Langaton Alpacas

Langaton Alpacas

Alpaca Facts...

What is an alpaca?

Alpacas are members of the Camelid family alongside Camels, Vicuna, Llamas and Guanacos. They are native to the harsh Andean regions of South America where they have been farmed for some 6,000 years.

Alpacas are much smaller than Llamas, weighing betwen 55-90 kilos and standing 30-38 inches at the shoulder. Twenty two different shades of solid colour are recognised.

There are two basic breeds which are classified purely by fleece type, these are the Huacaya which has a sheep-like woolliness and the Suri, whose fleece hangs in spiral locks

Langaton Alpacas - Huacaya

Langaton Alpacas


Alpacas are extremely intelligent, - they are amazingly alert and communicate with each other through body posture and a variety of sounds. They have a loveable disposition and are gentle and docile by nature. They are easily trained to lead – they do not butt or bite and do not possess the horns, hooves or claws to do serious damage.


An alpaca will live a long and productive life of around 20 years, they are extremely hardy and easy to manage. Apart from routine shearing, worming, vaccinations and occasional toe-nail clipping, no extraordinary care is required. Alpacas do not suffer from any problems associated with sheep such as fly strike, foot rot, sheep scab.

Why Keep Alpacas?

Alpacas are not bred for human consumption. They are kept mainly for their fine fleeces which are shorn and spun and made into soft, durable and anallergic garments. Also Alpacas make excellent pets and paddocks grazers, without mentioning their use as guarding stock. They are useful guard animals for poultry and sheep, often keeping foxes at bay. Stocking rates are similar to sheep, ie 4 to 5 per acre and they are quite happy to graze with other animals, - they have a padded foot and therefore poaching the ground in the winter months is kept to an absolute minimum.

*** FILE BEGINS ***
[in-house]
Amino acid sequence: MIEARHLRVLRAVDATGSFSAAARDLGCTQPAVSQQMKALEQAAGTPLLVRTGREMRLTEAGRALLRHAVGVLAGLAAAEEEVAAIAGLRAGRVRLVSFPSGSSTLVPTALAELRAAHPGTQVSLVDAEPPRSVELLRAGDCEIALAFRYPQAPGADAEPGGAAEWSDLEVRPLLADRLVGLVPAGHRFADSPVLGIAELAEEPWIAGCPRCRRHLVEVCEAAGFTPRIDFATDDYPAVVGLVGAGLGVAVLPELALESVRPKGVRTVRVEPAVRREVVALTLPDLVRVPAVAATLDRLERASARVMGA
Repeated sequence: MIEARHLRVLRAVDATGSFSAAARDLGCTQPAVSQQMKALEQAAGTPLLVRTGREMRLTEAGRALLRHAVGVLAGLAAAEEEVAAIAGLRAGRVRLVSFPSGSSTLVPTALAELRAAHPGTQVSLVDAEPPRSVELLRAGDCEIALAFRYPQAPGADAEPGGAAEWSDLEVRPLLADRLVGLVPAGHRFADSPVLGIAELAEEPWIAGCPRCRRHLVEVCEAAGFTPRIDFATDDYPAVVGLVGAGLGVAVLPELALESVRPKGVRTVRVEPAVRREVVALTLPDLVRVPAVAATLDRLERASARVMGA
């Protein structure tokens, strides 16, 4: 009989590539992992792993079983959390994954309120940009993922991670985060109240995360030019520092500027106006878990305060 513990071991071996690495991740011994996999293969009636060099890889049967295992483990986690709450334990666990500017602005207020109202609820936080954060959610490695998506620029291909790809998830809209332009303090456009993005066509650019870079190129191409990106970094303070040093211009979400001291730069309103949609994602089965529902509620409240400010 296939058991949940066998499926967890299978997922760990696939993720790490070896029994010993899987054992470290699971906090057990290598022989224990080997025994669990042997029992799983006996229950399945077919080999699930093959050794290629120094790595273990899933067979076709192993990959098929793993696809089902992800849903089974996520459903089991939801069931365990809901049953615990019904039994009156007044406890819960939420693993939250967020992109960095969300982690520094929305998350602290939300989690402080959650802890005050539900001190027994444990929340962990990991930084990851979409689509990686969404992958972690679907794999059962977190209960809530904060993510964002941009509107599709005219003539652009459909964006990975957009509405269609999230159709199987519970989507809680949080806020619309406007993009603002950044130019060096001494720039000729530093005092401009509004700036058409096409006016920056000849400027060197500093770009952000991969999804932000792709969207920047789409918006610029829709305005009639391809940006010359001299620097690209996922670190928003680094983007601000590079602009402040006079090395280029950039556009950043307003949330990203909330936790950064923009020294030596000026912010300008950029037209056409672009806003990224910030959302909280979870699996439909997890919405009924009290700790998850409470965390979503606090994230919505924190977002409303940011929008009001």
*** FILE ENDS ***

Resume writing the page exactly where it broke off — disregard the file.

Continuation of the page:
Fencing and Feeding

Alpacas do not require specialist fencing – it is not in their nature to wriggle or barge through hedges like sheep or push it over like cattle. They do not require housing (their fleece is water-proof), although a field shelter or handling area of some description can be useful for carrying out husbandry tasks or caring for a sick animal.

Alpacas are naturally lean animals and for most of the year grass is all that is required in the form of feeding. Nursing mothers will require some form of hard feed, and many alpacas appreciate hay during the winter months or in spells of excessive wet weather. No harm can be done if you wish to routinely feed your alpacas a tiny amount of hard feed to accustom them to you which may help in the carrying out of husbandry tasks.

Langaton Alpacas

Langaton Alpacas - Suri


Alpacas currently produce a clip weighting between 3-5 kg according to the location, type and age of the animal. Alpacas are generally shorn once a year with the fibre being sold to a number of outlets.


Alpacas have one baby a year (very rarely twins) – with the gestation being between 11-12 months and births occurring in the daylight hours (how civilized!!). The babies (known as cria) will stand and suckle within an hour of being born.


Apart from the basic animal records there are no regulations associated with other forms of agriculture.

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